I’m sure you are all familiar with Ellen DeGeneres recently urging others to simply be kind, even to those who you disagree with. I know many applaud her sentiment. In an age where we are so polarized and hostile to people who hold different beliefs, I certainly agree we should be kind to everyone. However, I thought this article was so interesting as the author makes a distinction between being kind and being nice. I certainly fall into the trap of thinking I am being kind to others when I’m really just being civil or polite. But as Christians, we are called to be more than just nice. We are called to be kind, (it’s a mark that we are bearing the fruit of the Spirit). “Niceness and kindness are not the same thing. Kindness requires intentional action.” Christ was intentional in showing us kindness by coming to earth, living a sinless life and dying on the cross for our sins. It is His kindness that leads us to repentance. (Ro. 2:4). So, let’s be more than civil and polite to those we come into contact with today–let’s be kind.
If Christians are to be salt and light in a society marked by division and debate, then we will need to push back not only against those who say kindness should be reserved for “the deserving,” but also against those who would water down kindness to nothing more than an attitude of “niceness.” What if, instead, we were like King David, taking the initiative: Who might I intentionally show kindness to today? Even more: Is there someone unexpected who I could bless?
[W]e show kindness to others on account of our love and commitment to Jesus. It’s Jesus’s love that motivates us to show kindness to the undeserving. So, for Jesus’s sake, be kind.[TGC]
I have incredible, godly parents who continually go out of their way to serve me and my family. I love spending time with them and talking to them. However, I will confess that sometimes I can become so self-absorbed in what I have going on and, well, myself, that I don’t take the time to honor them well. The author shares six easy ways adult children can show honor to their parents. I especially appreciated her suggestion to talk to them/really listen to what’s going on in their lives and pray regularly for them. Those are both areas that I need to grow in. I hope this article is as helpful for you as it was for me.
Adults tend to have their focus on their spouse, children and careers however we can often focus so much on these relationships that our parents can get sidelined. While it’s natural that the relationship with our parents will change as we get older and become independent of them, we are still instructed to honor them. We go from being so dependent on them as children to being able to function in life without them, and ways of honoring them will vary depending on our stage of life.[Servants of Grace]
In this article, the author lays out how Jesus’ temptation works both backwards and forwards. He explains that Jesus was tempted in the same way the accuser tempted Eve in the Garden; however, He was without sin. And just like Eve, we are tempted to disobey God and make ourselves our own little god. But Jesus’ temptation also works forward on our behalf. When we trust Christ His righteousness is imputed to us and we can withstand the temptation that we’re facing by His power. What an incredible and freeing truth to dwell on today!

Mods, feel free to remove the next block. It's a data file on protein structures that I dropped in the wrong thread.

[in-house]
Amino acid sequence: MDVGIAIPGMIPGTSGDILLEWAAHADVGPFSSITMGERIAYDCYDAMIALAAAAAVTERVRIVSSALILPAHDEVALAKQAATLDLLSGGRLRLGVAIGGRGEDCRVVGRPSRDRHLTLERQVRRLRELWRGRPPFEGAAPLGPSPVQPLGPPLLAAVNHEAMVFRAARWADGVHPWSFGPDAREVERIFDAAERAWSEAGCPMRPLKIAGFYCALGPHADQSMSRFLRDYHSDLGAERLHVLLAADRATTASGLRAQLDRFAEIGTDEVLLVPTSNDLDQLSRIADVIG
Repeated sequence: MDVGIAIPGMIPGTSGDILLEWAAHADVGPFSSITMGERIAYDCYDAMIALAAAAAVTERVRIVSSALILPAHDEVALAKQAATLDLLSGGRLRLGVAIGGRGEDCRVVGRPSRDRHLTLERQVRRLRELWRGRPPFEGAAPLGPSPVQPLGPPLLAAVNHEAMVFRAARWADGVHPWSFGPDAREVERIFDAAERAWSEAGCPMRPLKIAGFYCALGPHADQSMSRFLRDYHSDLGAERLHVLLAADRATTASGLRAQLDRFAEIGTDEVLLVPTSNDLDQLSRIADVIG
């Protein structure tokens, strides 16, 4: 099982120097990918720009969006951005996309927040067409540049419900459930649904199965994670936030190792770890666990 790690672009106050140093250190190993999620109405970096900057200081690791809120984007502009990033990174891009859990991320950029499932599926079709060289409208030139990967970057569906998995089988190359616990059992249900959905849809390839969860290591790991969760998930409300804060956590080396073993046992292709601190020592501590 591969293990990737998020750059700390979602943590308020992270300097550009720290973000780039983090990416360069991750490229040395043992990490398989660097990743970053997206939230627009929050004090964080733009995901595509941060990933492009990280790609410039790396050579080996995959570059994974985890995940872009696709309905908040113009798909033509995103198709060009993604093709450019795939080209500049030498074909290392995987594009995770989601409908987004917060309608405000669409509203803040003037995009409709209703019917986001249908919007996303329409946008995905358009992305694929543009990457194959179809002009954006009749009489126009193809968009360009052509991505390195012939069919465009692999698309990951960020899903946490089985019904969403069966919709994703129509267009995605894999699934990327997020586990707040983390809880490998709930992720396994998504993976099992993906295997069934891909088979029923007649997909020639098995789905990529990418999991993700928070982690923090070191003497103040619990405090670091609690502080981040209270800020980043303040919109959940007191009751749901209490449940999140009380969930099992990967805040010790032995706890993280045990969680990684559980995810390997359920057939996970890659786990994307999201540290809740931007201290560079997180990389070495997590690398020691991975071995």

We see in Adam’s fall our own sinfulness, but we see in Jesus’s obedience our righteousness. We are forgiven by his grace. We are filled by his grace. And we can withstand temptation by his grace (1 Cor. 10:13). Through faith, we even receive Christ’s perfect submission to the Father’s will as if it were our own! And at each point of temptation, when we set our minds to the perfect work of Christ, we find the strength to say “No” to the tempter and “Yes” to God’s glory.[TGC]
In college I was so diligent to memorize Scripture. I can’t tell you the countless times that I was facing an obstacle, an anxiety, or a temptation, and I would remember a verse or a passage of Scripture that was applicable. The Holy Spirit would bring the verse that I had memorized months or years prior to my mind just when I most needed it. But if we don’t memorize and meditate on God’s word then the Holy Spirit has nothing to bring to our minds in a time of trouble. This article was challenging for me as I have become lax about scripture memorization over the past few years. I hope it encourages you to make God’s word a priority as well.
When temptation comes our way–whether by our own thoughts or by external circumstances–having Scripture in our minds already prepares us to actively oppose sin.
If we don’t have it memorized and temptation comes, we may forgot the verse that reminds us that Christ is more satisfying, which in turn may give us away to our sin. Be diligent in memorizing Scripture![Theology and Life]
In this podcast, Nancy shares how we can love others and love God well when we abide in His love and rely on His power to love those we come into contact with.
We can’t love without Him, without His help. You can’t love God, you can’t love your mate, you can’t love your children, you can’t love your friends—not to speak of loving your enemies—without the love of God filling you and flowing through you.
Our love has boundaries, it has limits: “This far, no further!” But God’s love is endless. It knows no bounds. Our love is calculating. God’s loves is generous, its abundant, it defies logic . . . doesn’t it?